A Mile A Day

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Statistics (Read 231 times)

    Just in case anyone was interested, here are some statistics on our group 18 - total number of members currently Streaking 1 - members with Streaks greater than 1000 days 3 - members with Streaks greater than 1 year 5 - members with Streaks greater than 300 days 8 - members with Streaks greater than 100 days 15 - members with Streaks greater than 1 month 187 - Average length of current Streaks 139 - Average length of current Streaks (not including Young1 because he's throwing off our curve ) 3,370 - Total cumulative Streaking days (that's more than nine years worth) 0-30 days = 3 members 31-60 days = 4 members 61-90 days = 2 members 91-120 days = 1 member 121-150 days = 1 members >150 = 5 members Sorry, I was bored at lunch again. Also, I removed Legger from the chart and the statistics since I really have no way of knowing whether or not he is truly streaking.


    I fly.

      Nice.

      Bring it on.

        Geek. Big grin

        Roads were made for journeys...


        A Dance with Monkeys

          Mean, median and mode needed...
            Mean, median and mode needed...
            Picky, picky, picky.... Mean (Average) was already noted above being 187 days. Median would be 93 days And there really is no Mode because there are no two people that have streaks of exactly the same number of days. Happy now? Big grin Though I must admit I had to go look up what each of those meant - it has been a while since I took any kind of math class.


            A Dance with Monkeys

              Most excellent! Thanks for expanding your knowledge Wink Now, what about a standard deviation? Evil grin
                Most excellent! Thanks for expanding your knowledge Wink Now, what about a standard deviation? Evil grin
                252.4015371, based on the spreadsheet. MTA: No, that's a sample calculation... entire population stdev = 245.2902035

                "You can't untrain for Monkey" - bdub

                  252.4015371, based on the spreadsheet. MTA: No, that's a sample calculation... entire population stdev = 245.2902035
                  Thanks Strings - saved me having to look up the calculation. How about this - I'm an accountant so here is my ROI (Return on Investment) as I see it last year. At the end of 2007 my 5K PR was 21:00 and my marathon PR was 4:31:32. I ran my 2008 5K PR of 19:52 on July 24, 2008 after having run 1,127 miles since I started streaking. That is an ROI of 6.034 seconds off my 5K PR for every 100 miles I ran. I ran my 2008 marathon PR of 3:42:48 on October 19, 2008 after having run 1,619 miles since I started streaking. That is an ROI of 1.8 seconds off my marathon PR for every mile that I ran. (Though this is a bit skewed because my last marathon before that was in 2005 so there were some other miles in there prior to that, but not that many. I think I ran more miles in 2008 than in 2005, 2006 and 2007 combined - and maybe even 2004) But how is that for some incentive though - I would love to consistently drop 6 seconds off my 5K for every 100 miles I ran - that would cut another minute off my time for the 1000 miles I have run since last July.. Big grin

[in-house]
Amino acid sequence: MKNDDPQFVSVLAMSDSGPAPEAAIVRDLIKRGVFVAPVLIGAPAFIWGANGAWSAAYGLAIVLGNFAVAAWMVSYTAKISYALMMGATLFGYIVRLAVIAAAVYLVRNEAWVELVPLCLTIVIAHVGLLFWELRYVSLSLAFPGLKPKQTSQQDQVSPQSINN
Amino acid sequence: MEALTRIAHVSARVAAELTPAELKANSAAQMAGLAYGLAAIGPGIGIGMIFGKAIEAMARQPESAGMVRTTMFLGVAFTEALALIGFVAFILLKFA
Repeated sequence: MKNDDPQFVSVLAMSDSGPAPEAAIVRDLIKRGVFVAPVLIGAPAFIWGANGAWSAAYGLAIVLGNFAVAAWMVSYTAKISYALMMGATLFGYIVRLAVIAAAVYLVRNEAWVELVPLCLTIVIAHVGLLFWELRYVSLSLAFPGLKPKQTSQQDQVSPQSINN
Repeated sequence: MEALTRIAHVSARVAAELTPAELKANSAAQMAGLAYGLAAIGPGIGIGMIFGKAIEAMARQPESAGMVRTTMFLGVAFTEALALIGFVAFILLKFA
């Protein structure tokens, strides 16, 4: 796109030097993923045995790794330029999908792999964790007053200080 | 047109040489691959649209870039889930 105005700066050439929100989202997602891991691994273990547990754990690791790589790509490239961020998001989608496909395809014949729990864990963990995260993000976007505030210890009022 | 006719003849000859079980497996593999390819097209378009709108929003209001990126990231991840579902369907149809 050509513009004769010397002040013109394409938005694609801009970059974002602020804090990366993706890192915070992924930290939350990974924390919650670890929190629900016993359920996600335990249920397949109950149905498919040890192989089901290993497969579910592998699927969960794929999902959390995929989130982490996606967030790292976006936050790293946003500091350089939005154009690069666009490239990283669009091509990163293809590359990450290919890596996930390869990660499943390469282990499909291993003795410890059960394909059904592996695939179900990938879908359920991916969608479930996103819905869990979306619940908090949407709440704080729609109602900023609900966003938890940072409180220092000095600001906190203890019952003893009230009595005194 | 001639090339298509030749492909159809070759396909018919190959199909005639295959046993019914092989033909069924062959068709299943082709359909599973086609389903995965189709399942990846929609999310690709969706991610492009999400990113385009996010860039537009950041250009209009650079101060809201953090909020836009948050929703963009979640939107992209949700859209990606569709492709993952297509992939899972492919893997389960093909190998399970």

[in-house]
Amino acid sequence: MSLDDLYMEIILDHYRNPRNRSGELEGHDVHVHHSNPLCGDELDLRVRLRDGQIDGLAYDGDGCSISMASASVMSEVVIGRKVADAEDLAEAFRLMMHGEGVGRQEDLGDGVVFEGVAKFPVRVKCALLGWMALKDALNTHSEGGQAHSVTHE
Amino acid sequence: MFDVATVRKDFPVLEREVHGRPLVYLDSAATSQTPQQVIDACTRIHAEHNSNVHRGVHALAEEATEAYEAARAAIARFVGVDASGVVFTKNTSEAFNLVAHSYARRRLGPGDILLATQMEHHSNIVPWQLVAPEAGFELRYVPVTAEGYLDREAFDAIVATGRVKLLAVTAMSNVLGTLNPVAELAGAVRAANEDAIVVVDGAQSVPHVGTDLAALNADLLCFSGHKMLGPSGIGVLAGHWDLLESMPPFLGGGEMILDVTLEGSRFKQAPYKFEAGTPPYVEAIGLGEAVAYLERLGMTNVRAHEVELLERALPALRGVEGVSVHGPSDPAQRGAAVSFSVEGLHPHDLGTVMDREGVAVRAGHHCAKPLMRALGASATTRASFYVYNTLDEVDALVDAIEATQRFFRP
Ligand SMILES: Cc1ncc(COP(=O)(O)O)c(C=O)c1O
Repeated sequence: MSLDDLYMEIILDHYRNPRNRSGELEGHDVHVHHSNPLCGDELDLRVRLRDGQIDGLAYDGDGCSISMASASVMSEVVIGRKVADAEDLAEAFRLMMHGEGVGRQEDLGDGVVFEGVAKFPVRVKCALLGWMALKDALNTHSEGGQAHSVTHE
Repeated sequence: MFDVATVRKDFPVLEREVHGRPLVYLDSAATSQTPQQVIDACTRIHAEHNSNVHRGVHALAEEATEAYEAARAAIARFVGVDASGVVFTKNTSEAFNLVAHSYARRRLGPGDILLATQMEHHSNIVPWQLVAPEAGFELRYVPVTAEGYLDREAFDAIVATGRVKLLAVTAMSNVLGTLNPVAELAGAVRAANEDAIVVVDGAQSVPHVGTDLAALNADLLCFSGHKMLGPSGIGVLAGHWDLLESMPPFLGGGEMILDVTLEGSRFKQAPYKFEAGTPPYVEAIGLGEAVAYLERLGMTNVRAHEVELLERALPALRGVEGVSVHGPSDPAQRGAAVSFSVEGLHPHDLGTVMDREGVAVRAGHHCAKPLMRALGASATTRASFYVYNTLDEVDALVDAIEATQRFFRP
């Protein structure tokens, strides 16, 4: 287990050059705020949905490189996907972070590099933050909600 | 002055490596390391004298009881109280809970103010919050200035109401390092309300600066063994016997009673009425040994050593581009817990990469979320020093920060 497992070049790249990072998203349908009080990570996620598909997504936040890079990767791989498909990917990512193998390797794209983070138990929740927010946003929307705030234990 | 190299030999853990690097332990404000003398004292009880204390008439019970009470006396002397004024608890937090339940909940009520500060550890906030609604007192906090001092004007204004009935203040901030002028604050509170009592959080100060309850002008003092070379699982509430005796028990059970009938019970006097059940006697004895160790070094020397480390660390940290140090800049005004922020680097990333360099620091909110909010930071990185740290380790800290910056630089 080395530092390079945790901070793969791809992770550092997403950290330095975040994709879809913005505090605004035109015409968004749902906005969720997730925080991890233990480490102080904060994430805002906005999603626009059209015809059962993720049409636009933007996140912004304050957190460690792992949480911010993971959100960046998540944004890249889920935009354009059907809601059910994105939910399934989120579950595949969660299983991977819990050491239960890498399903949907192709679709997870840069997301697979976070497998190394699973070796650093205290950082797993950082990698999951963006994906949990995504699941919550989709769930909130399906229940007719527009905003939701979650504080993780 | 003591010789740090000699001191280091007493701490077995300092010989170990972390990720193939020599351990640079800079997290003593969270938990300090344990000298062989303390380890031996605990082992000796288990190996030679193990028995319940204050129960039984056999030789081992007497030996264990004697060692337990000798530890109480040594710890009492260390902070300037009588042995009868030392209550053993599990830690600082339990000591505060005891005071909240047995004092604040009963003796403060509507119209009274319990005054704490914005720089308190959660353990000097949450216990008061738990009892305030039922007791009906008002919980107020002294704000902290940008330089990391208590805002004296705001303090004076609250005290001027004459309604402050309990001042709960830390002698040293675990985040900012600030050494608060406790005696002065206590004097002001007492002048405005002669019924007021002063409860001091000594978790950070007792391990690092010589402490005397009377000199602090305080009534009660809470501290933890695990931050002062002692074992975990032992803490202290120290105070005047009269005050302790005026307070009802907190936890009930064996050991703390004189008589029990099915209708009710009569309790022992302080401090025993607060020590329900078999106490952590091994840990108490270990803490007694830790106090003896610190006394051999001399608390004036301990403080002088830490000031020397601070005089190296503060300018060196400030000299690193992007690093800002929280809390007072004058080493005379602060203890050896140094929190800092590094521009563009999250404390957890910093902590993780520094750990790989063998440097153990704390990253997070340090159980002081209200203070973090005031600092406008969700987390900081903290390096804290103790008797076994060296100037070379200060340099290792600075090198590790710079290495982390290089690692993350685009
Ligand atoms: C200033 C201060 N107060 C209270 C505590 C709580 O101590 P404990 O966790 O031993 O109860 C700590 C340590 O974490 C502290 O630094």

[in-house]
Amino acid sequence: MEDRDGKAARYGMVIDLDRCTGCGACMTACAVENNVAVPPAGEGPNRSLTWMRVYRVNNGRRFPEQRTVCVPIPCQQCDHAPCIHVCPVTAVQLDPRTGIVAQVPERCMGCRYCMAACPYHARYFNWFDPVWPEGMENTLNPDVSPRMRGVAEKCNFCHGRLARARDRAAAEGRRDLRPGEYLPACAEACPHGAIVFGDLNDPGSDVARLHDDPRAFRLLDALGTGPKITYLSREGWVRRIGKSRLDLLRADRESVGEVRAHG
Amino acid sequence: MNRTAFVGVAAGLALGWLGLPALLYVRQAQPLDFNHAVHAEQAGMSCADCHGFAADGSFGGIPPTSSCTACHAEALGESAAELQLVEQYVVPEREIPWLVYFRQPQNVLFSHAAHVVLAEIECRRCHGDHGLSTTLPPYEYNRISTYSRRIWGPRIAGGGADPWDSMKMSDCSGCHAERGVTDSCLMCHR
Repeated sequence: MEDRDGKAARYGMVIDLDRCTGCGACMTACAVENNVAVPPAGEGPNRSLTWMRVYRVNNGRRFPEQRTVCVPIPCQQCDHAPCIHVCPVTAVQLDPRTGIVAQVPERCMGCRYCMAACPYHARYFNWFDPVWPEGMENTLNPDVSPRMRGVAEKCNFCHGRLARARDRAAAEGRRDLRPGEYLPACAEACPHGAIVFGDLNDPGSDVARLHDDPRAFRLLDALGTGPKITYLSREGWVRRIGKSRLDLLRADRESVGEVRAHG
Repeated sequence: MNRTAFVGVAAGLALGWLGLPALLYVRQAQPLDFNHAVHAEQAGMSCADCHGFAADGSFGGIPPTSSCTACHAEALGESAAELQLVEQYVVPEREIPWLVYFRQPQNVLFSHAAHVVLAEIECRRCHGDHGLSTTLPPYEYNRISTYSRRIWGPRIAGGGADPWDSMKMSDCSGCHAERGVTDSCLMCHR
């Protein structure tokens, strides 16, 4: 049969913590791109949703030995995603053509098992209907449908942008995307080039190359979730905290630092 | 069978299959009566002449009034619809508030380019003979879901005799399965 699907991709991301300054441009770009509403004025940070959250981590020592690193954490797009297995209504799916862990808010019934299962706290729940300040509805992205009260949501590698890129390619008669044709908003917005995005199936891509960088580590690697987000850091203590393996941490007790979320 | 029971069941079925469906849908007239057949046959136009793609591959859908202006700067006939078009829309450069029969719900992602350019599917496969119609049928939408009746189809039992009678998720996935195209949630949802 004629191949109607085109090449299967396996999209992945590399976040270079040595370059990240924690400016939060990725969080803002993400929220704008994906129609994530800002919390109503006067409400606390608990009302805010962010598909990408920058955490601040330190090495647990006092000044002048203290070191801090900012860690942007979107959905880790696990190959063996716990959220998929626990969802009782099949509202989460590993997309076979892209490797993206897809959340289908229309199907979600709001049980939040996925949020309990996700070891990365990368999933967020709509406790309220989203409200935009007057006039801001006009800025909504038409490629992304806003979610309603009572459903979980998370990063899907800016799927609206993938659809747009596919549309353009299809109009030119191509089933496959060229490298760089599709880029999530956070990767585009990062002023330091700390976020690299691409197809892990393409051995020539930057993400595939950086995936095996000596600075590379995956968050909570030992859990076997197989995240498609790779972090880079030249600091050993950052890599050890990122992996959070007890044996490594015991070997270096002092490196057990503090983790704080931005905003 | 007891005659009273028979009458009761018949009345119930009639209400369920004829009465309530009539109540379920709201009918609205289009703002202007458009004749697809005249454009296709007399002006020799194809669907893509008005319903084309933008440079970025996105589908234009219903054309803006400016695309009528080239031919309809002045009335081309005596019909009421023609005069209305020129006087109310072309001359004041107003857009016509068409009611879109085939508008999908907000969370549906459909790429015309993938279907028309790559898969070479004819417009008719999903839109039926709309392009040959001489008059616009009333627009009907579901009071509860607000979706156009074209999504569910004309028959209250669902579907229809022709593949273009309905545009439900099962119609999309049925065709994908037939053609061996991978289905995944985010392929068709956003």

A Dance with Monkeys

                    I added some of these stats to the google spreadsheet. They will calculate automatically.


                    A Dance with Monkeys

                      Mean, median and mode needed...
                      So, the reason to look at a median is to get an estimate of the middle that is not affected by outliers, like Young1.
                        I added some of these stats to the google spreadsheet. They will calculate automatically.
                        I believe the correct function is STDEVP, not STDEV

                        "You can't untrain for Monkey" - bdub


                        A Dance with Monkeys

                          What is the difference between these two? The one I used works. Of course, a standard deviation on a skewed sample is not usually very helpful.
                            What is the difference between these two? The one I used works. Of course, a standard deviation on a skewed sample is not usually very helpful.
                            I guess it depends on if you're declaring the statistics of this group as the "population" or a "sample". I'm looking at it as a "population", unless you're considering our group as a "sample" of all runners attempting streaking.

                            "You can't untrain for Monkey" - bdub


                            A Dance with Monkeys

                              I don't understand your reply.
                                I don't understand your reply.
                                Those who understand a subject well can talk about it in terms that other people (whether knowledgeable or not) can understand. On the other hand, my last experience with stats was in a 300-level statistics course 11 years ago taught by an engineering professor.

                                "You can't untrain for Monkey" - bdub

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